#2: The Shambling Robo-Apes of the Lost City of Clarakasta
Reading time: Approx. 19 minutes
Nothing good can come from being in that rarefied state known as shitfaced.
Survey ships operate on a day/night cycle similar to Earth and we'd been up much of the night making merry. Van and Duffy having whipped up a potent batch of liquid refreshment. We supplied our usual customers, turned a tidy profit and had some left. Waste not, want not.
Van suggested we "borrow" a flitter and visit the planet. We cheered this splendid idea. Although our judgment might have been cloudy. I attempted to nip the thing in the bud. But it would not be nipped. We lurched from the kitchen, tittering like schoolgirls and trying not to stagger.
It was a trick to get a flitter off the ship without being noticed but it was the middle of the night and our party included one Randolph Roark, the ship's technology officer. He pulled up a holo-pad, keyed a few commands and before you could say Bob's your uncle (one of Duffy's quaint phrases - no clue what it means) we were off. There would be consequences but the euphoria of liquid refreshment made that easy to overlook.
We slipped out without being noticed - we hoped. Van was a capable enough plumber, of course, though she might never attain the lofty heights of yours truly. Turns out she was also a capable flitter pilot. A flitter could fly itself perfectly well, of course, but Van was one of those hotshots who like to switch to manual and show off.
We were a merry bunch. Van and I are the ship's plumbers - essential personnel, for sure. Then Roark and Duffy Gheems, the ship's second assistant chef. Who was heaving in a most horrible manner into a sock. Lord knows whose sock it was. Mine were still on my feet. Van was steering the ship. Roark slumped in the corner seat, dozing.
I suppose you could cram people into a starship and fling them into a space for a few years and expect them to be teetotalers. I wouldn't want to try it. Even the Interstellar Survey Authority didn't go to such extremes. Survey ships carry a fair quantity of liquid refreshment. I'm not sure of the formula for managing such things - if they exist - but these potent potables are dispensed under stringent guidelines. Which, for some of us, is not an option.
Roark could put it away like no one else - except Vanderbilt. Who was legendary for her ability to drink all comers into the void. To look at her you wouldn't have thought it possible. She was not a girly-girl but she had a spare, petite frame. Most of which was muscle - and she knew how to use it. This was not someone to be trifled with.
Then there was Duffy. Which sounds like puffy or fluffy, terms could be used to describe him. Duffy had little muscle - maybe even none. He could be trifled with and he couldn't drink his way out of a paper bag - which didn't stop him from trying.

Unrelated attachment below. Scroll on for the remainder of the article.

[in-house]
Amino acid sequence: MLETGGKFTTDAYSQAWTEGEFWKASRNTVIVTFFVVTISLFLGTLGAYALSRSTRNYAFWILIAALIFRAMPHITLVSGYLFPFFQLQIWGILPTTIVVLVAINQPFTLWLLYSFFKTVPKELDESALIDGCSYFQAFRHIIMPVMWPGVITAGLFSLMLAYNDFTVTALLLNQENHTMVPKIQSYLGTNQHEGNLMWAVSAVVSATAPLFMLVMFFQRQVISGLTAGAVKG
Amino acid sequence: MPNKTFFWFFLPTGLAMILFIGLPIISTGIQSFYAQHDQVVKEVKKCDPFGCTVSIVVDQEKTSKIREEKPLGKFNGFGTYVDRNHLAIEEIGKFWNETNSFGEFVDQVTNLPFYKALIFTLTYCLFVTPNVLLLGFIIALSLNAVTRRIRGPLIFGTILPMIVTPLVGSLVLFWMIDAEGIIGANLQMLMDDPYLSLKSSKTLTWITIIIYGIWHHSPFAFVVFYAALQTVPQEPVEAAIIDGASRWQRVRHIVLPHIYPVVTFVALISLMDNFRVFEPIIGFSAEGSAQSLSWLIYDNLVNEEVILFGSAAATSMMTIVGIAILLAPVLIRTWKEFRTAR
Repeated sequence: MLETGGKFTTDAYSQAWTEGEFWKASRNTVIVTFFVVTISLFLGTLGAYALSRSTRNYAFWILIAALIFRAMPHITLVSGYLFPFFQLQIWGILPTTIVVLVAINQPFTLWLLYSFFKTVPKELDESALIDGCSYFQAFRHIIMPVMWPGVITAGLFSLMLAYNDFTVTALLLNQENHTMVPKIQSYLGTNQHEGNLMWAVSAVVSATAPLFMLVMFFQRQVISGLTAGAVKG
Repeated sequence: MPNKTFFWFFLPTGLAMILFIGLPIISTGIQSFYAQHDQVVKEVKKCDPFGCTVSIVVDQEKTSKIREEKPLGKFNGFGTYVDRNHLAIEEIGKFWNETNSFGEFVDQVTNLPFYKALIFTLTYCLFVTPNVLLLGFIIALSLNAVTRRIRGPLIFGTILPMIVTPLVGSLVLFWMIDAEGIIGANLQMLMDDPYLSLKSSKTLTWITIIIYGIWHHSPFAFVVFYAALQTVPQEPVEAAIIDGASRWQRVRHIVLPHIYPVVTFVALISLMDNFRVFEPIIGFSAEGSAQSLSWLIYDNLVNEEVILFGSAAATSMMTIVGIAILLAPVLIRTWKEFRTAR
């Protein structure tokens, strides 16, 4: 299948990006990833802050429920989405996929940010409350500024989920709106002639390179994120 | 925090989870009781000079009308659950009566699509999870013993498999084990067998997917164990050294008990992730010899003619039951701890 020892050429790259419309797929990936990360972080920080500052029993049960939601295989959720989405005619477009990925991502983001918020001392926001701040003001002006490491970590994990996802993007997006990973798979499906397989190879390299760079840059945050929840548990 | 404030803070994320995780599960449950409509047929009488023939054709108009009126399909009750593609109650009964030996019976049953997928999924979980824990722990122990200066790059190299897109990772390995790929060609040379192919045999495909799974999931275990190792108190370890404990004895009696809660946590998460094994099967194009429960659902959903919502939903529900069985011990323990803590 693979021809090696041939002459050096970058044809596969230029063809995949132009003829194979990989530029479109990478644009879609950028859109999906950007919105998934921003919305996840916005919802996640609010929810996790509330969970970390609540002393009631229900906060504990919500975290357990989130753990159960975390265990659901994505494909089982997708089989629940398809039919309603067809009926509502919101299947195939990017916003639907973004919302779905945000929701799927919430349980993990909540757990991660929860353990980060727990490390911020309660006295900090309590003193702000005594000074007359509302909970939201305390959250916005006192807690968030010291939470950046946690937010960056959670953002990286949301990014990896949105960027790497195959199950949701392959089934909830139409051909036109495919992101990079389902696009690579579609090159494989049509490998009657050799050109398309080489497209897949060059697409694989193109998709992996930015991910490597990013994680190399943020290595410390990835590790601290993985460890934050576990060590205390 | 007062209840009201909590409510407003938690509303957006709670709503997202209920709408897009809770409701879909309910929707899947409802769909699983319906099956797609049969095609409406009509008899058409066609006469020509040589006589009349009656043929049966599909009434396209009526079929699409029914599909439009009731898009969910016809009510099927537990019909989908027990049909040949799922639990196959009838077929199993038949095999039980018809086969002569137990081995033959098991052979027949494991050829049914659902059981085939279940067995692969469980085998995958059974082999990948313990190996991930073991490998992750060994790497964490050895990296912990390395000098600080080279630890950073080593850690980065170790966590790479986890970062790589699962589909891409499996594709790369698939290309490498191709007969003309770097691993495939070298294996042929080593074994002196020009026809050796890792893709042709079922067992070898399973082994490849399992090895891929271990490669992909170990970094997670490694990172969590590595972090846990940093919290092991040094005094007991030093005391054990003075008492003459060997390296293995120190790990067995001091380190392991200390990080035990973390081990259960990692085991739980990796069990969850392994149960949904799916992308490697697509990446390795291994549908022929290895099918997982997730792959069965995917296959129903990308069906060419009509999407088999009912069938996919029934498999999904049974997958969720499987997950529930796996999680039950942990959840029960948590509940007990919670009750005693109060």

As second assistant chef, with access to key items from the ship's stores, he was an integral member of the team. He and Roark actually founded the team. Who came together to savor fine libations and make sure our supply never ran low. Which is a roundabout way of saying we were bootleggers.
Of course, being the kind and generous souls we were we usually bestowed our bounty on like-minded crew members. A cynic might note that that our generosity came with a price tag - albeit a modest one. To which I say pshaw.
I flipped on the nearest screen. The planet loomed, its predominant colors green and blue. We hadn't done any research but had heard that large sections of the planet were tropical. I panned the view to behind us. The ship had dwindled to a speck soon to be indistinguishable from the stars.
I jerked awake. I had no idea how long I'd been out. I must have dreamed that Van was saying "we're screwed."
Roark dozed. Duffy was done heaving and was doing the same.
"Did you say something, Van?"
She fiddled with the controls. No answer.
"Yeah, yeah. I said we're screwed."
"Care to elaborate?"
Apparently not. Roark stirred.
"What the hell's going on?" He said. He sat up and groaned.
"We're screwed." I answered.
"Why are we screwed?"
"Van, what's up?"
She tore herself from the controls. I rarely saw her rattled. But she was now.
"As soon as we entered the outer atmosphere the controls stopped responding. Comms are out too."
"Did you switch to auto?"
Van gave him a look that could have withered granite.
"Never occurred to me. Idiot."
Roark stood, stumbled, caught himself and moved to the controls. It took him less than a minute to come to a conclusion.
"Nothing wrong with the controls."
"It feels like...never mind." Van said.
"Like what?" Roark replied.
"Like something's got hold of us. I know it sounds ridiculous but that's how it feels."
"I don't have anything better." Roark said. He looked at me. "Thoughts?"
I shrugged. "I could check the plumbing. If we had any."
Willow chimed in. "The ship's controls have been taken over by a control beam. I'd give you the details but you probably wouldn't grasp it. They've also knocked out communications."
Oh yeah. There was a fifth member of our party. Willow was an AI and tended to keep a low profile, piping up with critical bits of info like this one or goading Roark, one of her favorite pastimes. How did I come to have an AI with the personality of a 17-year-old girl implanted into my prosthetic leg?